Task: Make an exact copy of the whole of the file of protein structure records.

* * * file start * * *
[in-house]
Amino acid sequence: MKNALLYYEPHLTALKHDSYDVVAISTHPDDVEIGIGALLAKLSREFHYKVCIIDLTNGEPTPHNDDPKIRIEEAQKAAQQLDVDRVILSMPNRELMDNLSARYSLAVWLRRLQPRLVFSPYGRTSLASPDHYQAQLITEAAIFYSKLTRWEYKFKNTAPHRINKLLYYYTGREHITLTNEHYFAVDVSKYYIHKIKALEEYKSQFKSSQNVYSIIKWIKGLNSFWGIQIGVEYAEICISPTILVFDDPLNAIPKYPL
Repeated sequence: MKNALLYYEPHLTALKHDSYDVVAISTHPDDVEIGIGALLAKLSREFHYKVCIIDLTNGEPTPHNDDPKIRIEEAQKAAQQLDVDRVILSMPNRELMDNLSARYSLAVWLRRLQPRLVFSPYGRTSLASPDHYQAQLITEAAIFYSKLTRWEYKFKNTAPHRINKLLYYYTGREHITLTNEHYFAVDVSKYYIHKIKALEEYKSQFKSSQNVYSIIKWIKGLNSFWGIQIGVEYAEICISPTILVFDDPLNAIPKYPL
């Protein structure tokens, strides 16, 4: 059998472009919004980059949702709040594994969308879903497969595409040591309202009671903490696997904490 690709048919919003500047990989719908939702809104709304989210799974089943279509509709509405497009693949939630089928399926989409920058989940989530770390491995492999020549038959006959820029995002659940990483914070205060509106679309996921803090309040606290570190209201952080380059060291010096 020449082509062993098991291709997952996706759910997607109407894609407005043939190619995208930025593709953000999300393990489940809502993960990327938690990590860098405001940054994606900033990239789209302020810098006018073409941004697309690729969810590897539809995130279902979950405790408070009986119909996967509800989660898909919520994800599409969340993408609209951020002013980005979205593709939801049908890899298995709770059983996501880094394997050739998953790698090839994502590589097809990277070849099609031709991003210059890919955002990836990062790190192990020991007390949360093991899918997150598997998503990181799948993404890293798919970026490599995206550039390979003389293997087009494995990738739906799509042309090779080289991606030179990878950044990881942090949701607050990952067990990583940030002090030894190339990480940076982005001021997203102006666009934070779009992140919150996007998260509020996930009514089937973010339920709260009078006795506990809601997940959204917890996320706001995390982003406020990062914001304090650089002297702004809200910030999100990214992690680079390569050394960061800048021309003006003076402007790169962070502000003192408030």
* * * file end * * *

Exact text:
[in-house]
Amino acid sequence: MKNALLYYEPHLTALKHDSYDVVAISTHPDDVEIGIGALLAKLSREFHYKVCIIDLTNGEPTPHNDDPKIRIEEAQKAAQQLDVDRVILSMPNRELMDNLSARYSLAVWLRRLQPRLVFSPYGRTSLASPDHYQAQLITEAAIFYSKLTRWEYKFKNTAPHRINKLLYYYTGREHITLTNEHYFAVDVSKYYIHKIKALEEYKSQFKSSQNVYSIIKWIKGLNSFWGIQIGVEYAEICISPTILVFDDPLNAIPKYPL
Repeated sequence: MKNALLYYEPHLTALKHDSYDVVAISTHPDDVEIGIGALLAKLSREFHYKVCIIDLTNGEPTPHNDDPKIRIEEAQKAAQQLDVDRVILSMPNRELMDNLSARYSLAVWLRRLQPRLVFSPYGRTSLASPDHYQAQLITEAAIFYSKLTRWEYKFKNTAPHRINKLLYYYTGREHITLTNEHYFAVDVSKYYIHKIKALEEYKSQFKSSQNVYSIIKWIKGLNSFWGIQIGVEYAEICISPTILVFDDPLNAIPKYPL
């Protein structure tokens, strides 16, 4: 059998472009919004980059949702709040594994969308879903497969595409040591309202009671903490696997904490 690709048919919003500047990989719908939702809104709304989210799974089943279509509709509405497009693949939630089928399926989409920058989940989530770390491995492999020549038959006959820029995002659940990483914070205060509106679309996921803090309040606290570190209201952080380059060291010096 020449082509062993098991291709997952996706759910997607109407894609407005043939190619995208930025593709953000999300393990489940809502993960990327938690990590860098405001940054994606900033990239789209302020810098006018073409941004697309690729969810590897539809995130279902979950405790408070009986119909996967509800989660898909919520994800599409969340993408609209951020002013980005979205593709939801049908890899298995709770059983996501880094394997050739998953790698090839994502590589097809990277070849099609031709991003210059890919955002990836990062790190192990020991007390949360093991899918997150598997998503990181799948993404890293798919970026490599995206550039390979003389293997087009494995990738739906799509042309090779080289991606030179990878950044990881942090949701607050990952067990990583940030002090030894190339990480940076982005001021997203102006666009934070779009992140919150996007998260509020996930009514089937973010339920709260009078006795506990809601997940959204917890996320706001995390982003406020990062914001304090650089002297702004809200910030999100990214992690680079390569050394960061800048021309003006003076402007790169962070502000003192408030």